getting into networking

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getting into networking

Postposted on Mon May 07, 2012 5:03 pm

I start my first class in my basic networking CC in two days. I'm sure I will know soon enough, but I just wanted a heads up on what I will need in my arsenal to start off. All I have right now is my TF101, which I can't imagine is good for more than taking notes in class, and my mom's aging Dell desktop which isn't very pleasant to work on. So besides the obvious laptop, what should I expect to spend money on?
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Re: getting into networking

Postposted on Mon May 07, 2012 5:07 pm

I'd recommend a new desktop computer (a laptop would work too, though honestly I don't see the point in having one and a tablet too). Simulation software will take you far in to learning and by the time you need to buy gear you'll know what you need. Don't let someone trick you in to dropping coin on gear when you don't need to. If the Cisco certifications are a goal of your classes the Cisco Packet Tracer software is rather good in my opinion and far more useful in learning than purchasing switches or routers for awhile, GNS3 is also useful though not as easy to pick and requires some hunting for iOS images (though I'm sure you could get those from an instructor if you ask nicely). When you start looking towards a CCNP is when you'll need gear.
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Re: getting into networking

Postposted on Mon May 07, 2012 7:35 pm

ALiLPinkMonster wrote:I just wanted a heads up on what I will need in my arsenal to start off. So besides the obvious laptop, what should I expect to spend money on?


You should have a basic understanding of binary and hex to start off with, and some Linux skills might help because of the tools available on that platform.

Expect to spend money on notepads and pens. Diagramming stuff out is very helpful in understanding how the data flows, or what you want to do.

The important thing is getting the theory down. Knowing the theory will be much more helpful then any gear you can buy.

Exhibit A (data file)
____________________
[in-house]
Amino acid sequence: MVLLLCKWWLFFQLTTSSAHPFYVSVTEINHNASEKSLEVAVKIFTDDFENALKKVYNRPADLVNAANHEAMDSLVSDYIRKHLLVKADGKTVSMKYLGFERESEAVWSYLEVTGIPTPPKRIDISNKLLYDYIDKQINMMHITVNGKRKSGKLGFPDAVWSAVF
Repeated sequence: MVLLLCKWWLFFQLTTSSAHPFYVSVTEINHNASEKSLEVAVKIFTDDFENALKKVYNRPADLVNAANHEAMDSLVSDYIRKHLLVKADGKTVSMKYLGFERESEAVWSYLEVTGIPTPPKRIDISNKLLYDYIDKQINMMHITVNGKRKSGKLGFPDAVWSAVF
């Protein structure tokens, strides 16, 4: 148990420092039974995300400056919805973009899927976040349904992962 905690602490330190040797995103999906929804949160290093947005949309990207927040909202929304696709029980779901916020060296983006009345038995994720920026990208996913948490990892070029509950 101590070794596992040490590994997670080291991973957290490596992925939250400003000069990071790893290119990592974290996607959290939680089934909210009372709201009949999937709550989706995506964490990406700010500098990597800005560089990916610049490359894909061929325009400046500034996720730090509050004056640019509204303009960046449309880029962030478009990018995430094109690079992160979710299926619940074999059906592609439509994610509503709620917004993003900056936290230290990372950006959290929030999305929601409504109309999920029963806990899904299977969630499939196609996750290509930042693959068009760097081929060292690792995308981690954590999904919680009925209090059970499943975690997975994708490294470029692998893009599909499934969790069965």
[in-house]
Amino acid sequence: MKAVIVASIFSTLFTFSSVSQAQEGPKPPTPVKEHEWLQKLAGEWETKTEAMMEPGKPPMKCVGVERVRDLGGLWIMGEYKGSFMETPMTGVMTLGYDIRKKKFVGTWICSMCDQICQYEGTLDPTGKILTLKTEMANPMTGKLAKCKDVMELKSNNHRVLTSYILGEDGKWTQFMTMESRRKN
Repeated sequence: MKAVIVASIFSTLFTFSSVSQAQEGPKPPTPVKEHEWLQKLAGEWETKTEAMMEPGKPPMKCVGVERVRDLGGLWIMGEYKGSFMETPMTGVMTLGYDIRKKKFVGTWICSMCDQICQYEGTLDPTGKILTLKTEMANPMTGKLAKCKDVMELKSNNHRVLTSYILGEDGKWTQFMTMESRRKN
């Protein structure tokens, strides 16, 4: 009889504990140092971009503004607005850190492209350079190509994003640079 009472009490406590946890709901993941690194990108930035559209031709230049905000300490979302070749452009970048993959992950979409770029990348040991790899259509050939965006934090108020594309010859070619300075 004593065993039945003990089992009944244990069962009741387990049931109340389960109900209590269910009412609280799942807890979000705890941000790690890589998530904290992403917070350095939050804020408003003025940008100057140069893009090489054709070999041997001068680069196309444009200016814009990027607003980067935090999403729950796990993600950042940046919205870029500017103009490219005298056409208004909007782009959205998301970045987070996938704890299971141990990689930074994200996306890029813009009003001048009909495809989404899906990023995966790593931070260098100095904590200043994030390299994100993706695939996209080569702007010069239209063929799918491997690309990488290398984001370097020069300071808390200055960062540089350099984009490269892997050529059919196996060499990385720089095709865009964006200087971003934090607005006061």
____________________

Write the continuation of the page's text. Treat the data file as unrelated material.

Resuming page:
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Re: getting into networking

Postposted on Mon May 07, 2012 8:06 pm

At a basic level a virtual machine program (VirtualBox or VMware Player, or possibly VMware Workstation if you think the extra features worthwhile) will give you experience with networking multiple machines without the hardware. You'll want a decently fast computer to run it on.
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Re: getting into networking

Postposted on Mon May 07, 2012 8:18 pm

Washer wrote:I'd recommend a new desktop computer (a laptop would work too, though honestly I don't see the point in having one and a tablet too). Simulation software will take you far in to learning and by the time you need to buy gear you'll know what you need. Don't let someone trick you in to dropping coin on gear when you don't need to. If the Cisco certifications are a goal of your classes the Cisco Packet Tracer software is rather good in my opinion and far more useful in learning than purchasing switches or routers for awhile, GNS3 is also useful though not as easy to pick and requires some hunting for iOS images (though I'm sure you could get those from an instructor if you ask nicely). When you start looking towards a CCNP is when you'll need gear.